As Cases Spike, One Georgia City Ranks 3rd In Nation For COVID-19 Death Rate
LaGrange, Georgia, ranks third in the nation as a COVID-19 hot spot for deaths relative to its population and fourth in the nation for cases relative to its population, according to The New York Times.
Data analysis from the newspaper showed 17 people in the last two weeks had died of coronavirus in LaGrange, a town of about 30,000 people in Troup County located about 70 miles southwest of Atlanta.
The paper said that number of deaths amounted to a rate of 0.24 deaths per 1,000. The only places with a higher rate relative to population were Show Low, Arizona, and Gallup, New Mexico, according to the Times.
Since June 7, Troup County has been averaging about 44 new cases of COVID-19 per day, according to data from the state health department.
Despite local hot spots such as LaGrange and Gwinnett County, Gov. Brian Kemp said Friday he is not imposing any new coronavirus restrictions. Savannah Mayor Van Johnson recently began requiring residents wear masks, but Kemp said such a move statewide is "a bridge too far."
“I’m certainly not imposing new restrictions right now. I think what we have on the books has done very well for us,” said Kemp at a media briefing outside a testing facility in Gwinnett County, which has seen a recent spike in cases of the disease.
With cases beginning to rise around the southeast, Texas Gov. Greg Abbott ordered all bars closed, while Florida banned alcohol consumption at all such establishments, the Associated Press reported. The two states joined the small but growing list of those that are either backtracking or putting any further reopenings of their economies on hold because of a comeback by the virus.
While Georgia cases are starting to rise compared to neighboring states, the Department of Public Health data presented by The Atlanta Journal-Constitution shows cases began spiking in mid-June.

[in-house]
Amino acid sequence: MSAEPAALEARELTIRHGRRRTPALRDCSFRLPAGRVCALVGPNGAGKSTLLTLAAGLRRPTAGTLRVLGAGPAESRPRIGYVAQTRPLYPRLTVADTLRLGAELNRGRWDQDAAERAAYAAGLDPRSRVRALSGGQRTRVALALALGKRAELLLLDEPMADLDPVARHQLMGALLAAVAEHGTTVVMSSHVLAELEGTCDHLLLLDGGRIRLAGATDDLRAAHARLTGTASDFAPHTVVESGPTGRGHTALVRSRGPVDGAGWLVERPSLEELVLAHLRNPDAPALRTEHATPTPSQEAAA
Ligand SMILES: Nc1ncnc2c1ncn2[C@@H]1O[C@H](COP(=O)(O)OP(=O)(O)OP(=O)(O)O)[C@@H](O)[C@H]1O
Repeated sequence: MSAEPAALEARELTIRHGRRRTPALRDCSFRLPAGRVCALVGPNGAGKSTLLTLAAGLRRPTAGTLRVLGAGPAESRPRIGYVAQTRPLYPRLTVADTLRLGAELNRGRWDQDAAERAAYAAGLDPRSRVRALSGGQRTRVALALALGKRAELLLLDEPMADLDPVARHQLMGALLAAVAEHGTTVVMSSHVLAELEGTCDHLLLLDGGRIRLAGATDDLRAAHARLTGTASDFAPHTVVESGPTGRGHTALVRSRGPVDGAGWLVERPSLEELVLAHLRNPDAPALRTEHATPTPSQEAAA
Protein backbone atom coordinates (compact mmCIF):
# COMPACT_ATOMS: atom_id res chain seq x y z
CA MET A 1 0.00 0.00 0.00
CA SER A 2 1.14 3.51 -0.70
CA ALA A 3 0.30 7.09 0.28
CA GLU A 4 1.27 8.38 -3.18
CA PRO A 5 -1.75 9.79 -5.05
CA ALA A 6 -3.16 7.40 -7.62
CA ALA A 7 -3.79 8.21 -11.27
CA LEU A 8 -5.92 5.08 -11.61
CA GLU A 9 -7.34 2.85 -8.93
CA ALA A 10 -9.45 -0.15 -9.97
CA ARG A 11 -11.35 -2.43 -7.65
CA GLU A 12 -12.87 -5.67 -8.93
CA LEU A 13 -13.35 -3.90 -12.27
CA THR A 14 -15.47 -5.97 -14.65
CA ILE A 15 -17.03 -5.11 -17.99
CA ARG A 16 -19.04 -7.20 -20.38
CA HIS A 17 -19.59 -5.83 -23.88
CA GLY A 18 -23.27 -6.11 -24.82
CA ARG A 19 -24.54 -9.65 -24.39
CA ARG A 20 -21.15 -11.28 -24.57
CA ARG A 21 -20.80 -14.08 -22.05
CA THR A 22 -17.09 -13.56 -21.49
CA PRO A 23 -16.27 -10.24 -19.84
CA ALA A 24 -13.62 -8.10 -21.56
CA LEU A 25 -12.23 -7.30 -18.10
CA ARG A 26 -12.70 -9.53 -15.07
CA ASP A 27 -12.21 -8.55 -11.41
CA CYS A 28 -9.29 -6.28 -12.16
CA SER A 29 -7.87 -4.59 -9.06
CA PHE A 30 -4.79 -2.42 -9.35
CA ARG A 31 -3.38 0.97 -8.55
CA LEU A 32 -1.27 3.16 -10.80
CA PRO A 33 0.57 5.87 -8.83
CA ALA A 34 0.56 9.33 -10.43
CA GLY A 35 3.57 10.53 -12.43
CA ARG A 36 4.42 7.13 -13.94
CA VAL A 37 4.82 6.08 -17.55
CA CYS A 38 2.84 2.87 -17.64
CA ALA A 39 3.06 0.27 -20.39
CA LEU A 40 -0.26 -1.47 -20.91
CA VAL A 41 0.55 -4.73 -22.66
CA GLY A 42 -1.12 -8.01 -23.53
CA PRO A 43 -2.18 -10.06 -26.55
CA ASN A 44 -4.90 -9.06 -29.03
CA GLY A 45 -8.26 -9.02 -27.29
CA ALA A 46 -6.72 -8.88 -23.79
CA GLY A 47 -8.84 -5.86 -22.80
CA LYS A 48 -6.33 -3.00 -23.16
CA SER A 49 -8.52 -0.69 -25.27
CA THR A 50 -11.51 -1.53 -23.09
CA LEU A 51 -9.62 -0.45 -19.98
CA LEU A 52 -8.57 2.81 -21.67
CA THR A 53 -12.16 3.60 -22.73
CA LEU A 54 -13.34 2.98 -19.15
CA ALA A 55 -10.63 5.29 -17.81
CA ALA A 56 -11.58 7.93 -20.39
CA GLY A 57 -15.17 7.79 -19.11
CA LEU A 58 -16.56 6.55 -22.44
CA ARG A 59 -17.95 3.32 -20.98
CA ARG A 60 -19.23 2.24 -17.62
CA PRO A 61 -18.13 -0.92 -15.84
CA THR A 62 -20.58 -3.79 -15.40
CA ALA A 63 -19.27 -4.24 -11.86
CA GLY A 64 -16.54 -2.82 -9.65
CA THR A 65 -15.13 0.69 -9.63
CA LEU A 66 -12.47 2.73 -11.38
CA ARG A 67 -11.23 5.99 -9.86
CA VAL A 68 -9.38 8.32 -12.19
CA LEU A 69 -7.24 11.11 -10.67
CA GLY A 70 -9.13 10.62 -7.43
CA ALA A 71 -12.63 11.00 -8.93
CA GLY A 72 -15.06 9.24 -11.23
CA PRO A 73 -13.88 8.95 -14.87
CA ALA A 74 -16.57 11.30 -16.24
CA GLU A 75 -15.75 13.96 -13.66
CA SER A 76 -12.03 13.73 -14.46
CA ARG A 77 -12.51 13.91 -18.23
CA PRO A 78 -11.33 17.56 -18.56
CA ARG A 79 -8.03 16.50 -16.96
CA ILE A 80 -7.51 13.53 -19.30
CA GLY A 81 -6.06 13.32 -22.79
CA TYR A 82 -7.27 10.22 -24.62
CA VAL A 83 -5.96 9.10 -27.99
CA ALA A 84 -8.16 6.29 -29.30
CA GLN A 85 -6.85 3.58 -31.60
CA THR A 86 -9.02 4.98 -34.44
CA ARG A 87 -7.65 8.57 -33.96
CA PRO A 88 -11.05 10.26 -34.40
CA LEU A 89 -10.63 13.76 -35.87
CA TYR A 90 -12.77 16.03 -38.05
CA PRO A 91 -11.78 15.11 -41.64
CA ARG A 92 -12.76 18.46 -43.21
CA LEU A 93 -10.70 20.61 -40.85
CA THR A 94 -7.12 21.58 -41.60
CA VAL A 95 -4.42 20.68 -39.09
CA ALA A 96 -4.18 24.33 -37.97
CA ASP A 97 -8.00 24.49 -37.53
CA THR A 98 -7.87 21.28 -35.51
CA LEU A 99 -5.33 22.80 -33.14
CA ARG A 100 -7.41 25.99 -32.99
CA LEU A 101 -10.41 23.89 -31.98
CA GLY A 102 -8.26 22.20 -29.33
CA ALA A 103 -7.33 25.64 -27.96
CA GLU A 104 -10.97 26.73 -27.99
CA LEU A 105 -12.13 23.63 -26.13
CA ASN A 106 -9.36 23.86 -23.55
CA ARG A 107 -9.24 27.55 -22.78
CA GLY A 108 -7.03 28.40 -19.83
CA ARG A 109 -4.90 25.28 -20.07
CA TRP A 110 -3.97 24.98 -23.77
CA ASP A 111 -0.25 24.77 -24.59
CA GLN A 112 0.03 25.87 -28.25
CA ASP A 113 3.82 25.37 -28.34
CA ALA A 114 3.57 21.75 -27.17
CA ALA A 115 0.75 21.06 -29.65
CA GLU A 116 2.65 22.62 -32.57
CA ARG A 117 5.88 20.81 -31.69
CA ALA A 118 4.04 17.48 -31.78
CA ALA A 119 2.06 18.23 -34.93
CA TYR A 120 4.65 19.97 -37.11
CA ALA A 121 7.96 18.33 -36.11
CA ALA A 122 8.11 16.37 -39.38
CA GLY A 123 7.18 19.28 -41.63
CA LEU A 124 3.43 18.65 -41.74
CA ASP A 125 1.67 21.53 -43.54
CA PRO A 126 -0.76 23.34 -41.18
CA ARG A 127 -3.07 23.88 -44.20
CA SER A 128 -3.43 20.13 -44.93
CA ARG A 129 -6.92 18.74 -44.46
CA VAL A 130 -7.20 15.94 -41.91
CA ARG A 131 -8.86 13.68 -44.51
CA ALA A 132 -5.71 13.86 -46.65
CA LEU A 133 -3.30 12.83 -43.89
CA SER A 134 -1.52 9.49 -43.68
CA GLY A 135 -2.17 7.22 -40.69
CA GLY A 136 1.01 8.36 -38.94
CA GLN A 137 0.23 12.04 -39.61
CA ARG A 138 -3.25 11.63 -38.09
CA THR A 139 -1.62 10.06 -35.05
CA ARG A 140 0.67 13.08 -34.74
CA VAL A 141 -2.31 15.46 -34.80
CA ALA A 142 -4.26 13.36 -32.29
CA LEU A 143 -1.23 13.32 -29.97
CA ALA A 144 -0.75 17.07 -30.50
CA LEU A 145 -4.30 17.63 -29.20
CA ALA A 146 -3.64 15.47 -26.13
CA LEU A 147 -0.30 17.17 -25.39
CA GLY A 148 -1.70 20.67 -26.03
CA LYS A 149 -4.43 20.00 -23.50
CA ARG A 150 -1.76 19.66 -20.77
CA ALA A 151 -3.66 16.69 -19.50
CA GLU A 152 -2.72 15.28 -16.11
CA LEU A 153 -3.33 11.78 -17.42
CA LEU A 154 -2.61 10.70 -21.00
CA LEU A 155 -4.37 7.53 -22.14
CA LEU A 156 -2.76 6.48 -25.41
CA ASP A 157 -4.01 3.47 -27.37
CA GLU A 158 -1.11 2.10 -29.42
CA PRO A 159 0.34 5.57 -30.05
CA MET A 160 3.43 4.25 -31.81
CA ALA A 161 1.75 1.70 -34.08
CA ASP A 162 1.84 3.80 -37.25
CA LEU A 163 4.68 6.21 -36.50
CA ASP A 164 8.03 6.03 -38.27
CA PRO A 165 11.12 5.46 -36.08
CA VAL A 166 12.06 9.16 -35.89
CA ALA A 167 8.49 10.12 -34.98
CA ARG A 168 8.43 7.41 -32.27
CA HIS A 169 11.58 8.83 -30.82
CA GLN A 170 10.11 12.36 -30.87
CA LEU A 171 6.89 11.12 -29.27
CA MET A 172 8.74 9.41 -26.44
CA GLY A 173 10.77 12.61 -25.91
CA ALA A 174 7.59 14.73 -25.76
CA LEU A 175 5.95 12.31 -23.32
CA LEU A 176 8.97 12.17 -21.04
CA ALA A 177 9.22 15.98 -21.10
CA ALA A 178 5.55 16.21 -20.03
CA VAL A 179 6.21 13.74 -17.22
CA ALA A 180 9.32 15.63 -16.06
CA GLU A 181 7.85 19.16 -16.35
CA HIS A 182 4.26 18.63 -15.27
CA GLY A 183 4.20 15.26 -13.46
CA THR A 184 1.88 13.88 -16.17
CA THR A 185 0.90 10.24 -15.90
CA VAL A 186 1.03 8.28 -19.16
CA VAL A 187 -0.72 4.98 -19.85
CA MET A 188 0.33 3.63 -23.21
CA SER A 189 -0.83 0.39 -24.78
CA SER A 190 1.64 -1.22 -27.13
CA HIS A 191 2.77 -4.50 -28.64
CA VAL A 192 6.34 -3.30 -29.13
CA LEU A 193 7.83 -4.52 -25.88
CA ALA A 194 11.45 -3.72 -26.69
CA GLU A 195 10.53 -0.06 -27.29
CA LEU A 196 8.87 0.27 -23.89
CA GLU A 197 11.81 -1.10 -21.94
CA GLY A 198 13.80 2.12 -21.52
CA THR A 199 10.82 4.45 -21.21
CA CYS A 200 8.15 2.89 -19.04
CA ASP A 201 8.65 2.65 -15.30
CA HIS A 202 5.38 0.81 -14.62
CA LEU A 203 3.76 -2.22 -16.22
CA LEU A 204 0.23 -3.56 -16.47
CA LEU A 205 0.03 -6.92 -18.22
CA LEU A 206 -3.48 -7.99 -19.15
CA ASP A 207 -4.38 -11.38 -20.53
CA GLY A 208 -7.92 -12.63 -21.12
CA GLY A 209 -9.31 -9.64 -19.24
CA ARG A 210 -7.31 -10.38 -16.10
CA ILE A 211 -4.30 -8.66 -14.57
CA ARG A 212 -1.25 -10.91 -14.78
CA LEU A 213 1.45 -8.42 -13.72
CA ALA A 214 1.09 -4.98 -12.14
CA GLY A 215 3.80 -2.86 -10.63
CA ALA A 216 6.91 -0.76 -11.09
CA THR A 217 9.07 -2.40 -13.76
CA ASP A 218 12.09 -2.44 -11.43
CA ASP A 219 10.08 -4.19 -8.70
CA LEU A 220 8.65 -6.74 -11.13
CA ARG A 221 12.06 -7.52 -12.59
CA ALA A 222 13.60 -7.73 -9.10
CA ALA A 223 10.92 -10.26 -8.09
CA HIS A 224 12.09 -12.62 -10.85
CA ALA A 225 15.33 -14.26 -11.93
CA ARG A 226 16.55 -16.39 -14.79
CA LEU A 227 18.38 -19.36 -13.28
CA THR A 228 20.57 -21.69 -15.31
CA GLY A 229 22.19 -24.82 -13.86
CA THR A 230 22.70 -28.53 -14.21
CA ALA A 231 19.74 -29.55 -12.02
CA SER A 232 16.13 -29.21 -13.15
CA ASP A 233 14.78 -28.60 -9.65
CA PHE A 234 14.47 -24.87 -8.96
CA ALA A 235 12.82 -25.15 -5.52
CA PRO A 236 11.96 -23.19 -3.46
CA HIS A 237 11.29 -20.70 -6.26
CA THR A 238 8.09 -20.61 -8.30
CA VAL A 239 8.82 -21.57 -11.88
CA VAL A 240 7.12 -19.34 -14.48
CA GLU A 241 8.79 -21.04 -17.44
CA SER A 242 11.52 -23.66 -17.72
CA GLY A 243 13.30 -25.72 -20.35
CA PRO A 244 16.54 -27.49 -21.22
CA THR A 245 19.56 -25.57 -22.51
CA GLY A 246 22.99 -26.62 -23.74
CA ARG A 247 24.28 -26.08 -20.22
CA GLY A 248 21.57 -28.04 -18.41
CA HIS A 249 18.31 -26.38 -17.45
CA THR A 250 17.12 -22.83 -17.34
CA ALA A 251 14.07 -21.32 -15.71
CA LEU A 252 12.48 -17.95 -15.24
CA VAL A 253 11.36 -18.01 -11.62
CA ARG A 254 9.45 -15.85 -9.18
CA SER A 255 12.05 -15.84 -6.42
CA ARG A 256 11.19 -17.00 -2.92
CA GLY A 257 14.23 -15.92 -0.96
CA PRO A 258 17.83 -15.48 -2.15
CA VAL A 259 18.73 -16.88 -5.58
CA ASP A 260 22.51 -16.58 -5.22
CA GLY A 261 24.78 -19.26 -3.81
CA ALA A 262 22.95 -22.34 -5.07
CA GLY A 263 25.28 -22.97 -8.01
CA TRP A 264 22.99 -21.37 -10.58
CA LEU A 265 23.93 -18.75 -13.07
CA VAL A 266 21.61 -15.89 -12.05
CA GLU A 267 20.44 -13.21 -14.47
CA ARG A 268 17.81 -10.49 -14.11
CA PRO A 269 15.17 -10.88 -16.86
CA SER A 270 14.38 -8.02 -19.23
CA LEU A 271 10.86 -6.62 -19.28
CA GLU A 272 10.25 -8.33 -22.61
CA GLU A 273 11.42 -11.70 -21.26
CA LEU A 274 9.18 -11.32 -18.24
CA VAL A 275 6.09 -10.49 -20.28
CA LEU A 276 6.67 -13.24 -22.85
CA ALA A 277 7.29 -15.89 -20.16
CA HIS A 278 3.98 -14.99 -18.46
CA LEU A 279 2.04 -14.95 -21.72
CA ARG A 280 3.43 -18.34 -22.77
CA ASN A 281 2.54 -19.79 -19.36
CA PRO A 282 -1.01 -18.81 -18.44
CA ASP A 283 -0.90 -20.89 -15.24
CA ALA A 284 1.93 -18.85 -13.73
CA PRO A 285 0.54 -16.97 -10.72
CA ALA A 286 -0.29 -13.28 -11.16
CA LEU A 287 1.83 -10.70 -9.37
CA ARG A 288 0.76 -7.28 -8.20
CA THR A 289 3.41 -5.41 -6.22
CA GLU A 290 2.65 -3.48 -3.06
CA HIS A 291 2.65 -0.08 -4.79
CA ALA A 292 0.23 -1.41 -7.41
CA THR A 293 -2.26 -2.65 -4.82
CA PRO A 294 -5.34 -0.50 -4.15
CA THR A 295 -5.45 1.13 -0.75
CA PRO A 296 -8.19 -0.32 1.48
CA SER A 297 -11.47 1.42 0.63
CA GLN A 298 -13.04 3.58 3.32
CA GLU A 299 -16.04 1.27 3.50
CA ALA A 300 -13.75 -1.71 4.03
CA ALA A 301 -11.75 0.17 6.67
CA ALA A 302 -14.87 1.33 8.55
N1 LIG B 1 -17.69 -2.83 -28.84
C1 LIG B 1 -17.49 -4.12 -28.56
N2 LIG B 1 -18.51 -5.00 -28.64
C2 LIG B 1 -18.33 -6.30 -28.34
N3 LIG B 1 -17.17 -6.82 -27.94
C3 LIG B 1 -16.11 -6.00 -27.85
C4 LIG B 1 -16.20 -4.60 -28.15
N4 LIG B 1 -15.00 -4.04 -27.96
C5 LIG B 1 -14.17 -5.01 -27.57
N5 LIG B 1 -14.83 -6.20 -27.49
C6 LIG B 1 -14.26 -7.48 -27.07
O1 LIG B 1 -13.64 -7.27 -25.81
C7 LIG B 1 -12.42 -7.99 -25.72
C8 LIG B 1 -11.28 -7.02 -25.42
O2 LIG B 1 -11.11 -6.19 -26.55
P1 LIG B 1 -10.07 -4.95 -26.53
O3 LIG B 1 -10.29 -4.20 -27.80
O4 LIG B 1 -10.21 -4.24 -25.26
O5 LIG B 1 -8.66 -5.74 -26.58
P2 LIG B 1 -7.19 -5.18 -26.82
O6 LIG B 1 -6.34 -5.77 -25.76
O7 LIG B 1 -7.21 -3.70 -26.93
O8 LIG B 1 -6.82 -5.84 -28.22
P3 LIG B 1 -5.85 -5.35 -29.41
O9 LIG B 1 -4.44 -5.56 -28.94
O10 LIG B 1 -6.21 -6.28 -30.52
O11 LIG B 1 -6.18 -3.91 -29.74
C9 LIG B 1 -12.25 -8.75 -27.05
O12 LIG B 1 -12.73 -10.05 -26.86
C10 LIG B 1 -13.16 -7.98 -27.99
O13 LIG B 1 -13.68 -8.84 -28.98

Friday also marked the first time in several weeks the White House Coronavirus Task Force held a briefing.
Vice President Mike Pence addressed reporters at the Department of Health and Human Services, not the White House, as it has done in previous briefings.
He said the nation is in a better place than it was two months ago, and that President Donald Trump should be credited with building a strong foundation for the fight against this virus going forward.
Nearly 125,000 Americans have died from coronavirus and nearly 2.5 million people in the United States have tested positive for COVID-19.
“We slowed the spread; we flattened the curve” Pence said. “We also cared for the most vulnerable.”
Pence asked younger Americans across the Sun Belt not to bring the coronavirus into places where the most vulnerable and immunocompromised are. Recent trends have shown younger Americans have been testing positive at higher rates than others, raising concern they could become super spreaders of the disease.
"We encourage every American to follow the guidelines for all the phases, including washing hands and social distancing," Pence said.
He did not specifically ask people to wear masks or stay home. Pence encouraged everyone to pray.